South Asia or Indian subcontinent is the southern region of the Asian continent that comprises the following countries: Afghanistan, Bangladesh, Butan, India, Maldives, Nepal, Pakistan and Sri Lanka.
Myanmar and Tibet are also included in this region.
Iran often is categorized as part of the Western Asia (Middle East), and sometimes Afghanistan as part of Central Asia.
In the following lines there is a list of mancala games traditionally played in South Asia, which you can find in this site:
Ali Guli Mane – is a traditional mancala game that is still played today in the State of Karnataka (former Mysore State), in Southern India, both by young and old people. It is also known as Aligulimane or Alugulimane. The board (called “Mane”) is made out of wood and sometimes of metal. In earlier days, boards were even carved into stone slabs.
Cenne – is a mancala game played in Tulu Nadu, Southern India. This game, usually is called with the generic word Cenne mane, Chenne mane or Chennemane. It was first described in 1986 by the ethnologyst Peter J. Claus, professor at the State University of California at Hayward (USA).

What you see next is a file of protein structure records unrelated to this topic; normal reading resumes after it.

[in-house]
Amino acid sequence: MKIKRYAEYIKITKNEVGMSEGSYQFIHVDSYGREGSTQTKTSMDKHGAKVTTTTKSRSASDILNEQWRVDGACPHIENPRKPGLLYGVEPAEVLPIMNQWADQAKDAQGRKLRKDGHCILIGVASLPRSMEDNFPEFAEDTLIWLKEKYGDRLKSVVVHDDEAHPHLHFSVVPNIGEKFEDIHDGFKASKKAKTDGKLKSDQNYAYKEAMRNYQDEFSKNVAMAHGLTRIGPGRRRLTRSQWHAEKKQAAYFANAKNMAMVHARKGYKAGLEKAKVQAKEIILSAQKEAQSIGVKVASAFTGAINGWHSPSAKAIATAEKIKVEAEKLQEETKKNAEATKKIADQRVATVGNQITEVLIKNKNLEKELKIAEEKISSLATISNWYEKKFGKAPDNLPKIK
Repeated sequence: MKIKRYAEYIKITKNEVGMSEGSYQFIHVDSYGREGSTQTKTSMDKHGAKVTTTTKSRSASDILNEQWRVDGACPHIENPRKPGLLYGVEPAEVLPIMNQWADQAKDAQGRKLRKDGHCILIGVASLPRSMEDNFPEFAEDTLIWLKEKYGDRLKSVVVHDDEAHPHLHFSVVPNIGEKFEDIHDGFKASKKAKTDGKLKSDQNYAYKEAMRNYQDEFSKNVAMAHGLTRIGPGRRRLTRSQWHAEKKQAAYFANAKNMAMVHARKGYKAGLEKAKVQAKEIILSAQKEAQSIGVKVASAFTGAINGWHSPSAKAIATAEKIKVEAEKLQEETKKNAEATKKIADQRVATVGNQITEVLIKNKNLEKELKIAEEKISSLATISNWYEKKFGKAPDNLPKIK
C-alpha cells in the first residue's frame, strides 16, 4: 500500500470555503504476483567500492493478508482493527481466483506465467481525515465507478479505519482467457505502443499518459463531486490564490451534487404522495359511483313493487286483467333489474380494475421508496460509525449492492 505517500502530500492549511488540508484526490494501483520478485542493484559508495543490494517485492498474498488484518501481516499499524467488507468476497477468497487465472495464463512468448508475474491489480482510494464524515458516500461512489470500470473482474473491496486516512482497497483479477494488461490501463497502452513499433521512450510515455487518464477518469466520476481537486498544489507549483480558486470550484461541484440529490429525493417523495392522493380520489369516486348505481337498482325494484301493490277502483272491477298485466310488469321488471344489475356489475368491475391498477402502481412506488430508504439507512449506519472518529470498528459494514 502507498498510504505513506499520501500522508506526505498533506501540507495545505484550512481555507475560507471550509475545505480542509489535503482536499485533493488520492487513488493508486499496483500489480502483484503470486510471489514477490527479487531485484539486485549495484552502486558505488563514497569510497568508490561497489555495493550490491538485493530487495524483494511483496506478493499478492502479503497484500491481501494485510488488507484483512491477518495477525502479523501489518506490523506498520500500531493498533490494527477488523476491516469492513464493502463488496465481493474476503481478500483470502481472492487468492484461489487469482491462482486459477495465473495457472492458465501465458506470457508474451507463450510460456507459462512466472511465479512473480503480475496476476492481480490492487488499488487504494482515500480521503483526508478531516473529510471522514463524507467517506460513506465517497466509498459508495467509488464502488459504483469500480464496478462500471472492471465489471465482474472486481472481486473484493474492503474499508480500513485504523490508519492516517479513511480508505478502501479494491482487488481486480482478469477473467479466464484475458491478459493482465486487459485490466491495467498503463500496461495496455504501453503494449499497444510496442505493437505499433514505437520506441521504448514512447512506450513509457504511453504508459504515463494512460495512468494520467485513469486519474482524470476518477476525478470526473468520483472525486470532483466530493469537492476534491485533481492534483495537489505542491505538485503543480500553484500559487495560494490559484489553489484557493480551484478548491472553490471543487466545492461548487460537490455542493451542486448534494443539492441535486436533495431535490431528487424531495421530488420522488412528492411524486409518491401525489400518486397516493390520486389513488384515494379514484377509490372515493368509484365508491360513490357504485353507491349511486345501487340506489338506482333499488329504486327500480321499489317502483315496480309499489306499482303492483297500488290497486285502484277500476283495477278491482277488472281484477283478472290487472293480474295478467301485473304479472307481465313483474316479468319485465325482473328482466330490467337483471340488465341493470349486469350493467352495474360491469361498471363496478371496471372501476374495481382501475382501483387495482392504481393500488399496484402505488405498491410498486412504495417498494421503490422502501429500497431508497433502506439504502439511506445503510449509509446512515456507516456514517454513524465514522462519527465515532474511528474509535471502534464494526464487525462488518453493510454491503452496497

Pallankuzhi - is one of the South Asian mancala games. This game is played in Southern India (at the states of Kerala, Tamil Nadu, Andhra Pradesh and Karnataka) and in northern Sri Lanka. It is known with many names depending on the languages and places where is played.
Pasu Pondi – also known as Pallanguzhi Attam or Pondi Attam, is a very old mancala game played traditionally in indoor places, mostly by Tamil women in rural Tamil Nadu, South India. Sometimes it is played in the open as well. Pallanguzhi Attam is also a generic term that encompasses several varieties of Mancala games from Tamil Nadu.
Tchuca Ruma – comes from Eastern India and it is considered the cleverest of the Mancala games for one player. It consists of a board with five holes in line and the biggest one is on the right and is called Ruma. The aim of the game is to put all the seeds inside Ruma with correct movements, according to the rules of the game.
Vai Lung Thlan – is played in the Indian state of Mizoram by Mizo people (also known as Lushai people) who live in Lushai Mountains between Myanmar and Bangladesh. Is played on boards with two rows of six holes. 5 seeds are placed in each hole at the start of the game. Is played in clockwise direction and captures are performed in both sides of the board.